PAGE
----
District: Energy-cost savings net $1M in under two years
Hilliard is among a few districts in Ohio that have mostly energy-efficient school buildings, and the result has been savings of more than $1 million in less than two years, district officials say.
Jeff Franklin, director of business for Hilliard City Schools, said 20 of the Hilliard's 23 buildings have met the requirements of the federal Energy Star program.
Aside from Hilliard, the only other central Ohio school districts with buildings achieving Energy Star certification are in Worthington and Upper Arlington, Franklin said.
Hilliard began its effort to make buildings more energy efficient in 2006 in conjunction with the Ohio House Bill 264 energy conservation program.
As part of the program, the Ohio School Facilities Commission approves eligible energy-efficiency projects for districts to issue bond debt without going to the ballot.
Districts can then use the energy-cost savings to pay back the debt without interest, Treasurer Brian Wilson said, because the federal government reimburses the district for interest on the bond.
In Hilliard's case, the district issued $5 million in bond debt March 15, 2011.
"We then service the debt with ... the money we save through more energy-efficient buildings," Wilson said.
The $5 million in improvements were completed in several phases during a two-year period and the debt will be retired in 15 years, Wilson said.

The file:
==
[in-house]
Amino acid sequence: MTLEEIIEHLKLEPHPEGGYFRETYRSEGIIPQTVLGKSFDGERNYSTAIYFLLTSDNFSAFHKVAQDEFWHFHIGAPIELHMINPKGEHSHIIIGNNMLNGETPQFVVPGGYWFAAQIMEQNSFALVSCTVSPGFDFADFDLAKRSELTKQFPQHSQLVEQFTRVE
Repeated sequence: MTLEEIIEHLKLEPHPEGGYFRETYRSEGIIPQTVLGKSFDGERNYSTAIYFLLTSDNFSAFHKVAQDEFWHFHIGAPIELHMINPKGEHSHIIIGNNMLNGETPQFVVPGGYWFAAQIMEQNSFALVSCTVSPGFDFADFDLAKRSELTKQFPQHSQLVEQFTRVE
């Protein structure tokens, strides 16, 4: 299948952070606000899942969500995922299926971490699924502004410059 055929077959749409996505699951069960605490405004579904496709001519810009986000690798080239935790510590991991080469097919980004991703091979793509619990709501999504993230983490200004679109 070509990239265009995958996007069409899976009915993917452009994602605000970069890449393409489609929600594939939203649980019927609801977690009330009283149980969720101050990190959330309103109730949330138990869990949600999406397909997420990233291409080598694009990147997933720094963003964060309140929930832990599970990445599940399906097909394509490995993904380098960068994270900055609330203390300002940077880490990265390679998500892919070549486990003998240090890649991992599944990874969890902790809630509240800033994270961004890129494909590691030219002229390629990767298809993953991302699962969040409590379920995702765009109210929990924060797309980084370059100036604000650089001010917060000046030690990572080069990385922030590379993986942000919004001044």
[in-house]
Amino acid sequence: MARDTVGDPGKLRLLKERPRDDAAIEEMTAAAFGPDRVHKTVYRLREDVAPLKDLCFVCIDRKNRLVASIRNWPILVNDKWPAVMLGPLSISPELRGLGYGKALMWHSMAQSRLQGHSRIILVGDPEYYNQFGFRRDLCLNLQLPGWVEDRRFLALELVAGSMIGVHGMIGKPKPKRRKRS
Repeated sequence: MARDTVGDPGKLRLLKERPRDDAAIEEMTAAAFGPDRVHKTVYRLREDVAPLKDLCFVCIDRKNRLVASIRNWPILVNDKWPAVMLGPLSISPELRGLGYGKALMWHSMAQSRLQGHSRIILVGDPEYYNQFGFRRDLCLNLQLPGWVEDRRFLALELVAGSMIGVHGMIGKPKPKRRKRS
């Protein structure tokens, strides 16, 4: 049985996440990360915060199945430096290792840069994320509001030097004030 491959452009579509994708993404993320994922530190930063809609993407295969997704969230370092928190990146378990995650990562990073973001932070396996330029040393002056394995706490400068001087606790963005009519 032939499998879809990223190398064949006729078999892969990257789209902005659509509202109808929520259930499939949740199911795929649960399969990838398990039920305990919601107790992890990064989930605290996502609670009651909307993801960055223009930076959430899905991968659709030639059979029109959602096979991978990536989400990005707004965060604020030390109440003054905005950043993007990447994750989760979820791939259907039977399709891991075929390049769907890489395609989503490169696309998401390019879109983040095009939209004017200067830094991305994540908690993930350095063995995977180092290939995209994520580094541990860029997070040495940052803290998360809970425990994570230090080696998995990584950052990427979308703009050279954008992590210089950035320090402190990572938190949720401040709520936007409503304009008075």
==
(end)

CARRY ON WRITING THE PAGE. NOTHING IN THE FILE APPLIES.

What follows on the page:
The amount of debt the district pays down each year can vary but the district has a schedule to ensure the debt is repaid in the required time, Wilson said.
From June 2010 to December 2012, Hilliard City Schools saved $1,148,023 in electricity costs, all related to energy-efficient improvements, Franklin said.
Improvements included replacing halogen lighting in parking lots, gymnasiums, cafeterias and classrooms with fluorescent lighting.
"Fluorescent lighting operates at a fraction of the cost of the old (halogen) lights," Franklin said.
The district also replaced boilers and has since added occupancy-lighting sensors and solar-powered hot water tanks at some school buildings.
These projects led to a reduction in the district's electric consumption by 2.8 million kilowatts hours in 2012, compared to 2011.
District officials said they would save even more money from a new contract with American Electric Power.
In the previous contract, the district paid 6 cents per kilowatt hour. In a new contact that began Jan. 1, the district pays 4.8 cents per kilowatt hour.
In January 2013, the new contract saved the district $62,716, Franklin said.
"We are exceedingly proud of our efforts to reduce energy consumption and find better pricing for the energy that is used," Franklin said.
One of the three buildings that is not Energy Star compliant is Memorial Middle School, the former high school.
"It's more difficult to get our oldest buildings (compliant) ... but we're working toward it," Franklin said.
The federal Energy Star program certifies buildings that meet strict energy performance standards set by the Environmental Protection Agency.
Eighteen of 21 Hilliard school buildings meet the criteria, as well as the district's central office and support services facility, for a total of 20 qualifying buildings.
"It is this type of commitment to excellence both in and outside of the classroom that makes Hilliard City Schools such a special place," Franklin said.